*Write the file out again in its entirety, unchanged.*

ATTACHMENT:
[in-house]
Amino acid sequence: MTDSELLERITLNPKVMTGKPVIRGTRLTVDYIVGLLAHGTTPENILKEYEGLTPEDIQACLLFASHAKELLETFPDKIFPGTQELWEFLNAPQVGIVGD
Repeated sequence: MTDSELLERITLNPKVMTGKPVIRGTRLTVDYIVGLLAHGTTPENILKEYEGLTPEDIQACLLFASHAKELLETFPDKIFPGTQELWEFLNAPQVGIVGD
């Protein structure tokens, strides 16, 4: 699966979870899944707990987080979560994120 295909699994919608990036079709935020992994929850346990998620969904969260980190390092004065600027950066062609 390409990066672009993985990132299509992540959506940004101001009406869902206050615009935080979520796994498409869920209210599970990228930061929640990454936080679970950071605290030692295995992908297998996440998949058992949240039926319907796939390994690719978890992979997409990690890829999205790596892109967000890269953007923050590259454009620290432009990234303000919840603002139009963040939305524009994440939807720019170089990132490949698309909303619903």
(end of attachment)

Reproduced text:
[in-house]
Amino acid sequence: MTDSELLERITLNPKVMTGKPVIRGTRLTVDYIVGLLAHGTTPENILKEYEGLTPEDIQACLLFASHAKELLETFPDKIFPGTQELWEFLNAPQVGIVGD
Repeated sequence: MTDSELLERITLNPKVMTGKPVIRGTRLTVDYIVGLLAHGTTPENILKEYEGLTPEDIQACLLFASHAKELLETFPDKIFPGTQELWEFLNAPQVGIVGD
């Protein structure tokens, strides 16, 4: 699966979870899944707990987080979560994120 295909699994919608990036079709935020992994929850346990998620969904969260980190390092004065600027950066062609 390409990066672009993985990132299509992540959506940004101001009406869902206050615009935080979520796994498409869920209210599970990228930061929640990454936080679970950071605290030692295995992908297998996440998949058992949240039926319907796939390994690719978890992979997409990690890829999205790596892109967000890269953007923050590259454009620290432009990234303000919840603002139009963040939305524009994440939807720019170089990132490949698309909303619903």